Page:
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I am having some difficulty in understanding notation/meaning in the definition of definite integral. Can you guys help clarify/correct and fill in the gaps in my understanding.

Following is from wikipedia entry for the Darboux integral which is similar to what is in my textbook. My notes are inline.

A partition of an interval $[a,b]$ is a finite sequence of values $x_i$ such that,

$a = x_0 < x_1 < ... < x_n = b $

Partition to integrate over

Each interval $[x_i−1,x_i]$ is called a subinterval of the partition. Let $ƒ:[a,b]→R$ be a bounded function, and let

$P = (x_0, ..., x_n)$

be a partition of $[a,b]$. Let

Defining rectangles that would be used to approximate area under curve

$M_i = \sup\limits_{x \in [x_{i-1}, x_i]} f(x)$

$m_i = \inf\limits_{x \in [x_{i-1}, x_i]} f(x)$

Height of rectangle when above the curve or below the curve respectively

The upper Darboux sum of ƒ with respect to P is

$U_{f,P} = \sum_{i=1}^n (x_i - x_{i-1})M_i$

sum when using supremum for height

The lower Darboux sum of ƒ with respect to P is

$L_{f,P} = \sum_{i=1}^n (x_i - x_{i-1})m_i$

sum when using infimum for height

The upper Darboux integral of ƒ is

$U_f = \inf \{U_{f,P} : \mbox{P is a partition of} [a,b]\}$

The lower Darboux integral of ƒ is

$L_f = \sup \{L_{f,P} : \mbox{P is a partition of} [a,b]\}$

This is the part that I am unable to understand. What do the infimum and supremum imply here? I understand the definite integral as area under curve. Wouldn't the sums $U_{f,P}$ and $L_{f,P}$ then be the integrals themselves? Why do we need to take the infimum/supremum of these areas?

If $U_ƒ = L_ƒ$, then we say that $ƒ$ is Darboux-integrable and set

$\int_a^b f(t)dt = U_f = L_f$

this parts seems to intuitively suggest both areas would be nearly equal

Thanks for your help.

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The upper and lower Darboux sums only approximate the area under the curve $(x, f(x))$. There is no single partition $P$ of $[a, b]$ such that $U_{f,P}$ is the exact area, but the approximation keeps getting better as $P$ gets finer. An equivalent way to say that $f$ is integrable is for every $\epsilon > 0$, there is a partition $P$ of $[a, b]$ such that $U_{f, P} - L_{f, P} < \epsilon$. –  Vectk Aug 10 '12 at 7:32
Thank you, I understand now. –  mathguy80 Aug 10 '12 at 7:39

2 Answers 2

up vote 1 down vote accepted

We take infimum and supermum with respect to partitions. Note that $U_{f,P}$ and $L_{f,P}$ depend on $P$. For each $P$, we know that $L_{f,P} \le U_{f,P}$. As $P$ gets finer, $U_{f,P}$ may decrease and $L_{f,P}$ may increase. If there exists a sequence of partition $P_1, P_2, \ldots$ that makes $U_{f,P_n}$ and $L_{f,P_n}$ converge to the same number, that number is taken as the integral. We require that the sequence of partitions must be "increasing" in the sense that all grid points in $P_n$ must be in $P_{n+1}$.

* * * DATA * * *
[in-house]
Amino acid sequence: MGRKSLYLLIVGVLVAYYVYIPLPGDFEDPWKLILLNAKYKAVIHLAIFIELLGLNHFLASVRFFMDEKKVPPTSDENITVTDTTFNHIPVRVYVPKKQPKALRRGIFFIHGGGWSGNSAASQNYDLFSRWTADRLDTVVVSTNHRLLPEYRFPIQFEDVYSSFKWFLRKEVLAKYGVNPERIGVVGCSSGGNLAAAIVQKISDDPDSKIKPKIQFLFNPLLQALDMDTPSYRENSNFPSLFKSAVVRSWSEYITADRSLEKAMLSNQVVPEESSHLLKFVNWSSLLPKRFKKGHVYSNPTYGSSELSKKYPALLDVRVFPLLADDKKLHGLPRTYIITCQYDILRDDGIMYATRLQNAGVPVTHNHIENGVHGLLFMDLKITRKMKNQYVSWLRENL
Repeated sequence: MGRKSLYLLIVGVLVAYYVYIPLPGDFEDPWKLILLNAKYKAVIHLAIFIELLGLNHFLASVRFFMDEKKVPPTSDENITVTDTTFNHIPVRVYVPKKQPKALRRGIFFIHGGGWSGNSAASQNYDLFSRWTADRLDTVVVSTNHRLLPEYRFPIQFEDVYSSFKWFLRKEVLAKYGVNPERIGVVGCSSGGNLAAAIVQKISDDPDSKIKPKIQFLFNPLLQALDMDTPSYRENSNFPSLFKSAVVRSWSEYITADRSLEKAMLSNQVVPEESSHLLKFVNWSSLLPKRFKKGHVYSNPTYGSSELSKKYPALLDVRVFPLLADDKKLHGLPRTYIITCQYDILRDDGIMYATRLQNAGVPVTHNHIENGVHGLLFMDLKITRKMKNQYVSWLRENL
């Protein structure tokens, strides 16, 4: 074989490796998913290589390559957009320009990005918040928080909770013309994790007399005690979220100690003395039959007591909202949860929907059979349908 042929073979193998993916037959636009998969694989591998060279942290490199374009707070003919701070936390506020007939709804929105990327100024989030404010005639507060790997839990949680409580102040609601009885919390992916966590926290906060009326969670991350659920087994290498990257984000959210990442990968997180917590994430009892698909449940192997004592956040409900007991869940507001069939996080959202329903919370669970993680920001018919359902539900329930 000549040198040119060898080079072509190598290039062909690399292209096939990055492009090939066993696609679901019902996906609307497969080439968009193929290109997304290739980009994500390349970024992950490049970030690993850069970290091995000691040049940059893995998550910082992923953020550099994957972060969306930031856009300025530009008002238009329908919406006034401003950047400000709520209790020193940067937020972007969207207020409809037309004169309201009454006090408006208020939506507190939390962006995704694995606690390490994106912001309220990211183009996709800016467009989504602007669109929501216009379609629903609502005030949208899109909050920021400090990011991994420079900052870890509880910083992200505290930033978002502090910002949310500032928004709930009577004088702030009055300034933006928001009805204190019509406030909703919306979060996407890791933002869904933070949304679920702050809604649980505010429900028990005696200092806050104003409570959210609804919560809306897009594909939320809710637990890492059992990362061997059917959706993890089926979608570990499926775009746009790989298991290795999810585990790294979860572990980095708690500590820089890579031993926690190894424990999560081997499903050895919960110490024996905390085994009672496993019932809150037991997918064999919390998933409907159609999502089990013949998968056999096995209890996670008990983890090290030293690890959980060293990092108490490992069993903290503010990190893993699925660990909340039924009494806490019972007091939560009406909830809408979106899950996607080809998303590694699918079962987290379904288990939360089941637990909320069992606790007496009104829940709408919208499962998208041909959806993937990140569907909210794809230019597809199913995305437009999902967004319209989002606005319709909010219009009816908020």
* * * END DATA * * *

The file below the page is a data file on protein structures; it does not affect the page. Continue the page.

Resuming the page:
However, there are infinitely many choices of increasing sequences of partitions. If we find a sequence that "doesn't work", that doesn't mean there doesn't exist a sequence that works. To take into account ALL partitions at once, $\sup$ and $\inf$ are used. Note that not only we know that $L_{f,P} \le U_{f,P}$, but we actually know that $L_{f,P} \le U_{f,Q}$ for any partitions $P$ and $Q$. That means every number in the set $\{L_{f,P}|P\text{ is a partition}\}$ is smaller than or equal to every number in the set $\{U_{f,P}|P\text{ is a partition}\}$. If the two set has a common accumulation point, then we can create a sequence of partitions $P_1, P_2, \ldots$ such that $U_{f,P_n}$ and $L_{f,P_n}$ converge to the same number. (Pick once sequence for $U_f$ and one sequence for $L_f$, then create a new partition sequence by taking the union of partitions from both sequences.)

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Thanks. I ignored the idea that there multiple partitions. –  mathguy80 Aug 10 '12 at 7:38

$U_{f,P}$ is the area of the upper rectangles and is, generally, bigger than the area under $f$; $L_{f,P}$ is the area of the lower rectangles and is, generally, less than the area under $f$. $U_f$ is the infimum of $U_{f,P}$ over all possible partitions, and $L_f$ is the supremum of $L_{f,P}$ over all possible partitions. If they are equal, then they must equal the integral.

share|improve this answer
Thanks. Makes sense now. –  mathguy80 Aug 10 '12 at 7:37

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